A new video ad from Kennedy’s campaign skewers and parodies a Markey ad that shows the incumbent Democrat walking around his hometown of Malden in white sneakers.
“Ed Markey gave internet and phone companies the power they have today to deliver poor services, hurt workers and overcharge consumers,” says Miles Calvey, business manager for IBEW 2222, which has endorsed Kennedy, strolling the streets of Malden in whiite sneakers and taking a pass by Markey’s home.
“Ed Markey still pretends it didn’t happen, just like he pretends to still live here in Malden.”
Markey campaign manager John Walsh responded: “The telecom act created new industries and countless jobs and brought trillions of investments. These Kennedy attacks are as old as Ed’s sneakers and not nearly as cool.”
The Kennedy campaign video takes a sarcastic turn in the Newton congressman’s bid to unseat Markey.
The telecom overhaul of 1996, signed by President Bill Clinton, was supposed to create more competition and more jobs and drive down prices for cable and internet by deregulating the industry. But critics contend it instead led to mega-mergers of media companies and lost jobs while driving up costs to consumers.
Markey, as a U.S. House member, had been chairman of the key telecommunications subcommittee that helped draft the bill in the early 1990s, but lost control of the post when the GOP took control of the House in 1994.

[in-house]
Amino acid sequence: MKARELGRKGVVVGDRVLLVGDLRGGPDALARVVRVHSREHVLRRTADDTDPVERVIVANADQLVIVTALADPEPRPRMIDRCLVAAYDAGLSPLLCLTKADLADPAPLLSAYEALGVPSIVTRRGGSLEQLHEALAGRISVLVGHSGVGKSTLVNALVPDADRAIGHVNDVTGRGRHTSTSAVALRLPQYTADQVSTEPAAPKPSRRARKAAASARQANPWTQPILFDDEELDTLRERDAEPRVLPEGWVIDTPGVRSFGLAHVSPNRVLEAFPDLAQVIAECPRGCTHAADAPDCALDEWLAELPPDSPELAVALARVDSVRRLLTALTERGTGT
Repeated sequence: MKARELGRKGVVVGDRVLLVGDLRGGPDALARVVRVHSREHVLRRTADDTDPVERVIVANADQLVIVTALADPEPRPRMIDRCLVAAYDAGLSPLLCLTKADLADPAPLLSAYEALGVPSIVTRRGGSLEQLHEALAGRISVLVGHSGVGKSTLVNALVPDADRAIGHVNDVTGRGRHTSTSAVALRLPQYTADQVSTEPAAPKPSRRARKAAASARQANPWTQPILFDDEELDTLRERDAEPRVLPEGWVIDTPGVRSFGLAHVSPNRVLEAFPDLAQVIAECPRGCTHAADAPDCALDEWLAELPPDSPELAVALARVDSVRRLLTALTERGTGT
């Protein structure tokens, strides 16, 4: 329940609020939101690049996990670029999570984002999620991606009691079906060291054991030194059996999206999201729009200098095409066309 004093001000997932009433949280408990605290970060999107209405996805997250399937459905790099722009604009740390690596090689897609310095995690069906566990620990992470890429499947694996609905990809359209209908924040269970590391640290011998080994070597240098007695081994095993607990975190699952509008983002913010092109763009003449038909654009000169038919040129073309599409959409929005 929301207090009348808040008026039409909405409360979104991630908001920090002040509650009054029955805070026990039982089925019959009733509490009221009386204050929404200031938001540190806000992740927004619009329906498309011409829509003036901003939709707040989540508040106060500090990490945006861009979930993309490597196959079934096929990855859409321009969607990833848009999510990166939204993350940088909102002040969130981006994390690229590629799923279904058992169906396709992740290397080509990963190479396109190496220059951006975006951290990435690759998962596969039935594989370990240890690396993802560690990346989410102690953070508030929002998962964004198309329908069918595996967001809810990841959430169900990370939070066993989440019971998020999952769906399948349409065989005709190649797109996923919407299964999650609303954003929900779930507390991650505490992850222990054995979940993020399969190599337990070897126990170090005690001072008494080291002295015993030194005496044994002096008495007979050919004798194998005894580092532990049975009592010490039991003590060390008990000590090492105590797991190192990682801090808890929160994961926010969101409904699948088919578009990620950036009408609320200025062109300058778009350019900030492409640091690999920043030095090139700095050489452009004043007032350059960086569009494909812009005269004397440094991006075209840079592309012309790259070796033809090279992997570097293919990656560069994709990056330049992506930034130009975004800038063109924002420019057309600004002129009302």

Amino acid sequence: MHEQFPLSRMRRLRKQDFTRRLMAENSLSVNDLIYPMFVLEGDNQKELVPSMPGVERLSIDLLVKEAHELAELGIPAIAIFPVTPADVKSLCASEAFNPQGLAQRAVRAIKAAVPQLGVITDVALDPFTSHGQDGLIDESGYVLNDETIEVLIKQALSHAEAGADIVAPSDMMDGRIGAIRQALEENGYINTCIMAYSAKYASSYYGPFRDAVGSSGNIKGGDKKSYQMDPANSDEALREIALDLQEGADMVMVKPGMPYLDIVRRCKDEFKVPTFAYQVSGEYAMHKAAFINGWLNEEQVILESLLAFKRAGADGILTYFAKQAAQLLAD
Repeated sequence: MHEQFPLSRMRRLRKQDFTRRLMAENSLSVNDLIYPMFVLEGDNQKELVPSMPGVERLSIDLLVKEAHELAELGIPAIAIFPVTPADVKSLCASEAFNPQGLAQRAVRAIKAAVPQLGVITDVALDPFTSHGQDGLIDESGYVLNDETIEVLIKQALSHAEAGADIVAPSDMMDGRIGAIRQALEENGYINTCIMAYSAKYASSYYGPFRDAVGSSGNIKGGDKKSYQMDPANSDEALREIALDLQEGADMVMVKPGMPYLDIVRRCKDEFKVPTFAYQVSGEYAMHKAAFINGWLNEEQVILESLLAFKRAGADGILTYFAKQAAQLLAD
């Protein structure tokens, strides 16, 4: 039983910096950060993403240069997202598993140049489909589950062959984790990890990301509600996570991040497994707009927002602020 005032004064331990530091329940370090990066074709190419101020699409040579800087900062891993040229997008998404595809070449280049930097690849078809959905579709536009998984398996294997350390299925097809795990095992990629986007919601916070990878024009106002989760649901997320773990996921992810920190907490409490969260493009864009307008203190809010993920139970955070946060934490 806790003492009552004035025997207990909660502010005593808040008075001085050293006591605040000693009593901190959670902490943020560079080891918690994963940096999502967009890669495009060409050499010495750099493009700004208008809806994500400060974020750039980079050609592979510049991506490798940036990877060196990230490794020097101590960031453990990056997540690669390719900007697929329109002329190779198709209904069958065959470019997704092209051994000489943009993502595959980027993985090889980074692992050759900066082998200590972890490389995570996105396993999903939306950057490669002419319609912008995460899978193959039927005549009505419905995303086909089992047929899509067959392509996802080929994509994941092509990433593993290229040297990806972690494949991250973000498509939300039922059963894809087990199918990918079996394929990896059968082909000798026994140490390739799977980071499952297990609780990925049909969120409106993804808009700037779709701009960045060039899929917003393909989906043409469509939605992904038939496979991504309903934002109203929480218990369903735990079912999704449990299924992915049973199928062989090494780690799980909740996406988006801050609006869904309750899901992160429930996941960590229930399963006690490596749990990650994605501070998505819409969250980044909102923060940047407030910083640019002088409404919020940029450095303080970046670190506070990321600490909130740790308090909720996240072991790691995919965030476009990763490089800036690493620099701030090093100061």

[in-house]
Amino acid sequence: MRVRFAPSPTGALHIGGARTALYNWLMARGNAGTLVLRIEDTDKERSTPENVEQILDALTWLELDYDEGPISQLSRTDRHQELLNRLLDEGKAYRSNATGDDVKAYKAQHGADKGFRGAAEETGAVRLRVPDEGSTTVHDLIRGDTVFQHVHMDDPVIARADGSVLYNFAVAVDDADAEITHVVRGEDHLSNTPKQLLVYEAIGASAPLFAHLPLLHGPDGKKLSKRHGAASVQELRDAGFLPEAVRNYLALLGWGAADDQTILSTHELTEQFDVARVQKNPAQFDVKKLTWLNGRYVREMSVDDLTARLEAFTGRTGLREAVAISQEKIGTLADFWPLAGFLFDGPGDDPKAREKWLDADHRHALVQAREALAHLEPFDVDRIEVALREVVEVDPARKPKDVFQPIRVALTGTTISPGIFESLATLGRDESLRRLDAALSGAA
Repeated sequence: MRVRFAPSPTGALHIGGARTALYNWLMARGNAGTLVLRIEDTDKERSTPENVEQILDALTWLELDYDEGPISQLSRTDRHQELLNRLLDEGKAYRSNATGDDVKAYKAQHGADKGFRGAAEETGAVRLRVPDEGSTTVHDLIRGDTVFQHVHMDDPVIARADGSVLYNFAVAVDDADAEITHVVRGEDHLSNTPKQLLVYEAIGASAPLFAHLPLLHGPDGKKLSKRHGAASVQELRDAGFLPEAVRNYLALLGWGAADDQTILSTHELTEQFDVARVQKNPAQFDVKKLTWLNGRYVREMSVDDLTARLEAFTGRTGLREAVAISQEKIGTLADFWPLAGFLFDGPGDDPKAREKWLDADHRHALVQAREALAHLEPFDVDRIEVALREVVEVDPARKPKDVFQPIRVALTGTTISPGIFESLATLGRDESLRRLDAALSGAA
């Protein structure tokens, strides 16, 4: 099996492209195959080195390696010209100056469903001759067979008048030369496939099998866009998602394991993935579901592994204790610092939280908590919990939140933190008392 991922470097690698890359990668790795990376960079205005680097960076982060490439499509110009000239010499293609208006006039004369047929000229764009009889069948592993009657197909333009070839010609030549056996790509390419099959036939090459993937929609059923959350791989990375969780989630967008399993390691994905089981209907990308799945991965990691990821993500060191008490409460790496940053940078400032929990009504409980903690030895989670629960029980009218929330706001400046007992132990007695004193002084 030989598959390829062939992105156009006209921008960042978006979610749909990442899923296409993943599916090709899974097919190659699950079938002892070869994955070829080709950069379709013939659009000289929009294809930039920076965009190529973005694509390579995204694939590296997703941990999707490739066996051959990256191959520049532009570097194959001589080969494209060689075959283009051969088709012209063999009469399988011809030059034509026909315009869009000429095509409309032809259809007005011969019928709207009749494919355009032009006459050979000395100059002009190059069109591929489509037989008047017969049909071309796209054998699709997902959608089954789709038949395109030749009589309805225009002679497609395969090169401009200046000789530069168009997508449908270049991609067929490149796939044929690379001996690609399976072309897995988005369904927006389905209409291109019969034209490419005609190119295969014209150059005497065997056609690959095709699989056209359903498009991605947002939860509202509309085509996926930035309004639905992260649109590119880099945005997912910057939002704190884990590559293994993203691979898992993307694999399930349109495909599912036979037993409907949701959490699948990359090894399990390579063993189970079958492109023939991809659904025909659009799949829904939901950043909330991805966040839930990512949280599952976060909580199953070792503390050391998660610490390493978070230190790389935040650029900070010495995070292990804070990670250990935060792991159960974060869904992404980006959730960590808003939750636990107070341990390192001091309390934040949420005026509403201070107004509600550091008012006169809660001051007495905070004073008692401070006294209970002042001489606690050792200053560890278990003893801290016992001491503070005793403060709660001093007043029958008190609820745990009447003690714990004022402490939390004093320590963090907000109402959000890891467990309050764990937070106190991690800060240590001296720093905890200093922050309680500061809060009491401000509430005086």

But Markey takes credit for being “co-author” of the legislation that his Senate website claims “helped unleash innovation, investment and competition.”
Michael Monahan, vice president of IBEW’s 2nd District, says he suggested the Kennedy campaign not let Markey “get away with” saying the telecom law was good for Massachusetts.
“It’s nothing he should be taking credit for,” Monahan said. “He should feel guilty about it, going to confession over it. In my opinion it’s been a disaster for a lot of industries.”
Markey’s new TV ad shows him walking around Malden in his trademark white sneakers in an effort to rebut charges that he spends more time at his Chevy Chase, Md., manse than he does in Massachusetts.
In the Kennedy ad, Calvey, also wearing white sneakers, walks by a building in Malden that used to house a Verizon call center employing 600 people, but now employs just 11.
“Is your phone and internet bill too high? He (Markey) sold you out, too,” Calvey says.